Viewing posts by mhicks
Digitising the Calendars of Inquisitions post mortem
Posted by: mhicks in News and events, Project news 7 years, 1 month ago
Work has continued on making the published inquisitions post mortem freely accessible in the sixteen months since funding ceased, and we are pleased to announce that another major target of the Mapping the Medieval Countryside has now been achieved. Volumes 1-20 of the Calendars of Inquisitions post mortem and 2nd series volumes 1-3 for Henry VII are now freely available on British History Online at
(Volumes 21-26 are of course already available on the present website).
Two Tales of the Earls of Suffolk: Heirs Male and Heirs General
Posted by: mhicks 7 years, 2 months ago
The Later-Medieval Inquisitions Post Mortem: Mapping the Medieval Countryside and Medieval Society, edited by Michael Hicks
Posted by: mhicks in News and events, Project news 7 years, 2 months ago
The proceedings of the second IPM conference at Winchester in 2014 have now been proof-read and are scheduled to be published in July 2016. The Later-Medieval Inquisitions Post Mortem: Mapping the Medieval Countryside and Medieval Society is the product of collaboration between the University of Winchester, the Department for Digital Humanities at King’s College London, and the Arts and Humanities Research Council, which funded the parent project, and the Boydell Press (publisher). The book showcases recent work on the Inquisitions post mortem (IPMs): a truly wonderful source for many different aspects of late medieval countryside and rural life. An earlier Companion, ed. Michael Hicks (Boydell, 2012) consolidated what was already known. Since then IPMs have been made digitally accessible by the Mapping the Medieval Countryside project. The first fruits of these developments are presented in this second volume which brings explores the unexpected potential of this much under-appreciated source. The thirteen chapters explore IPMs in different parts of Britain, the landscape and topography of England, in particular markets and fairs and mills, and the utility of proofs of age for everyday life on such topics as the Church, retaining, and the wine trade. The full list of contents follows.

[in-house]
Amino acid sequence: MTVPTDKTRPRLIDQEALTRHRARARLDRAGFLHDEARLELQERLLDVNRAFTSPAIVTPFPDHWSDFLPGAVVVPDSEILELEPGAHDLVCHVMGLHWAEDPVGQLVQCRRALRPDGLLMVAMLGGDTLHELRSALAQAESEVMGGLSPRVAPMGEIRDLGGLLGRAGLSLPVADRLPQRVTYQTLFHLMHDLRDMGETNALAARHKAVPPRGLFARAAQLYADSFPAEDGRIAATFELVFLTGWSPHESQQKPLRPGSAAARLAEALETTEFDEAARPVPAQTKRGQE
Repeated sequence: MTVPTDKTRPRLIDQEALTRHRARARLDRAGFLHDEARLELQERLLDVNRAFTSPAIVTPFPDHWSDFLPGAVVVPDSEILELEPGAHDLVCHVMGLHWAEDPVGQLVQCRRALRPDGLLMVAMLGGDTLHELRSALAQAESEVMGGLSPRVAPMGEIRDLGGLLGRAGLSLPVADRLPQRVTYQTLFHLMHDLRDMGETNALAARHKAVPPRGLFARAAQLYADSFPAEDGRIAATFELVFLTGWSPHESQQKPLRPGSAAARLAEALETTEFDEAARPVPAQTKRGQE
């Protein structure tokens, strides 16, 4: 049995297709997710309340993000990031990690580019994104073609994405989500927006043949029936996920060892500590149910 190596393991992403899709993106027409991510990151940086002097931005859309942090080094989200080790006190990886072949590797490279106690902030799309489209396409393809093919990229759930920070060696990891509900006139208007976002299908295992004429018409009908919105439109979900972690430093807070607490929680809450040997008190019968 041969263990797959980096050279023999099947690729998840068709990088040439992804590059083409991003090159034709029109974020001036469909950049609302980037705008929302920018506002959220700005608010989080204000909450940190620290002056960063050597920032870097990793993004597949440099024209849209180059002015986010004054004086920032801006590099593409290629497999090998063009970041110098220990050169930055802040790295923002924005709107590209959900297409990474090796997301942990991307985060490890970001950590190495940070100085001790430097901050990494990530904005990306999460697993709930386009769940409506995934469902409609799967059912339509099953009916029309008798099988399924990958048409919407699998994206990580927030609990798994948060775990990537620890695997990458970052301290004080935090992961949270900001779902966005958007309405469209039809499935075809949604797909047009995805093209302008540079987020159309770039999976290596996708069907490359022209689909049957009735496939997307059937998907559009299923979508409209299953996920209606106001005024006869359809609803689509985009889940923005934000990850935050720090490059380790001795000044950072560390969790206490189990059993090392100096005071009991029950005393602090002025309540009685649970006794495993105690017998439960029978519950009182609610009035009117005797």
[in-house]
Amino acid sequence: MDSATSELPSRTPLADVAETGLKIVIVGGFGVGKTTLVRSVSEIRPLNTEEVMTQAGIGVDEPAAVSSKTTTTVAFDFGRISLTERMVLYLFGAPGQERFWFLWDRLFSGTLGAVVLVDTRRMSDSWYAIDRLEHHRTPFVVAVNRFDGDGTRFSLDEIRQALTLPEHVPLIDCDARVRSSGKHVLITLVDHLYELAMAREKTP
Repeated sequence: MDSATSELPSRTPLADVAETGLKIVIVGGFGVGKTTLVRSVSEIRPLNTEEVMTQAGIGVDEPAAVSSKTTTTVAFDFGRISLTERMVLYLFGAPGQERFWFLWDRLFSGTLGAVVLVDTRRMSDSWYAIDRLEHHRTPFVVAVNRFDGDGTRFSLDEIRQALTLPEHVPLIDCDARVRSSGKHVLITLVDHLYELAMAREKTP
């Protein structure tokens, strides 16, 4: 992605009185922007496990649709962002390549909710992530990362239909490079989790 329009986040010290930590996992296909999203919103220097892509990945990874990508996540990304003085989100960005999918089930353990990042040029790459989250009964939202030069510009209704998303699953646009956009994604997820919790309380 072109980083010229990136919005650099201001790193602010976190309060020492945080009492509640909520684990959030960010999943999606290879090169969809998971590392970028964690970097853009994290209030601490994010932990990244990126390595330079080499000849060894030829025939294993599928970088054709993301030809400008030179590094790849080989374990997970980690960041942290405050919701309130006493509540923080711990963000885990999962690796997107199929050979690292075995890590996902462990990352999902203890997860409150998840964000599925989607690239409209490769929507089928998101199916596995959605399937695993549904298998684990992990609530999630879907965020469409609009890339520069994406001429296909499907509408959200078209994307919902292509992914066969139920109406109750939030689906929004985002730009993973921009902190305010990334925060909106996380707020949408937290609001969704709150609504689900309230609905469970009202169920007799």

Too pally by half? The Shopshire inquisition of Humphrey Hille
Posted by: mhicks in Law and administration 7 years, 10 months ago
Unanimity and Divergence: How the Story Grows. The Process of Testimony in the Proofs of Age.
Posted by: mhicks in Proofs of age 8 years ago
Michael Hicks writes: